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to table, and 1 supped in the Castello. And before we had finished, the said Madonna gave birth to a little girl, and although we greatly desired a boy, yet we must be content with what is given us."1

This fourth daughter who was born to Isabella received the name of Ippolita, and became a nun in the Dominican convent of S. Vincenzo.

Meanwhile Francesco Gonzaga was conducting the campaign in the kingdom of Naples under great difficulties. The French troops under his command were turbulent and undisciplined, his movements were impeded by heavy floods, and his plans were foiled by the superior generalship of the Great Captain, although he succeeded in crossing the river Garigliano and relieving Gaeta. At length, heartily sick of the task, and being unable, in the words of the Venetian diarist, "any longer to endure the pride, quarrels, and disobedience of the French," he resigned his command on the plea of illness, and returned to Mantua.2 A few weeks after his departure, on the 28th of December, the French were completely defeated in a battle on the banks of the Garigliano, and Piero dei Medici, who fought on the French side, was drowned in the river. The fortress of Gaeta, which Gonsalvo had long blockaded in vain, now surrendered, and Naples was lost to France. On the 11th of February a treaty was signed at Lyons by which Louis XII. gave up all claim to the kingdom, and Ferdinand of Aragon remained in undisputed possession of Southern Italy.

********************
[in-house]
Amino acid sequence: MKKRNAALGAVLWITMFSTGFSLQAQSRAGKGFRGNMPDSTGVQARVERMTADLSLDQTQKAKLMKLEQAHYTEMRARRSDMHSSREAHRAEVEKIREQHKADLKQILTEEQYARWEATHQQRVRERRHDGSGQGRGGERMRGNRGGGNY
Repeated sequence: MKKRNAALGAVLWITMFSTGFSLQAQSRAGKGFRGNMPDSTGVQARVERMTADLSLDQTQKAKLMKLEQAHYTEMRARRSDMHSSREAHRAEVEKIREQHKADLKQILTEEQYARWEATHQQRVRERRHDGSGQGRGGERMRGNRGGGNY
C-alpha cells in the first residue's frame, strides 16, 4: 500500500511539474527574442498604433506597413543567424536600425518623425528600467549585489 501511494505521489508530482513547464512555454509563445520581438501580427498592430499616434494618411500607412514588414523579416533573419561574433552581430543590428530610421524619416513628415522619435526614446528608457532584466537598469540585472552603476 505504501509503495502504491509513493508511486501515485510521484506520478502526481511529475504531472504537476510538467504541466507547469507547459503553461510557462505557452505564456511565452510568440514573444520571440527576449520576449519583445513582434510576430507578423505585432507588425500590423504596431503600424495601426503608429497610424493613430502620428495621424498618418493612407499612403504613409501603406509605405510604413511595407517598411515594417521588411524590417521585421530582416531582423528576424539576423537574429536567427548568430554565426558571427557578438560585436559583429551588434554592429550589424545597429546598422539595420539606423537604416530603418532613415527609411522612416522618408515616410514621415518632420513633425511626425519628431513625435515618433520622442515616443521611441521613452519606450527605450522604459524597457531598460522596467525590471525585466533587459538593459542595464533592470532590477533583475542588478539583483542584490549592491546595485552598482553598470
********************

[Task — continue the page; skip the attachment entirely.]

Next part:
Francesco's return and the restoration of Duke Guidobaldo to his duchy were celebrated with bril264 PLAYS AT FERRARA

1 Luzio e Renier in Giorn. St. d. Lett. It., vol. zxxiv. p. 27. 1 M. Sanuto, vol. xxiv.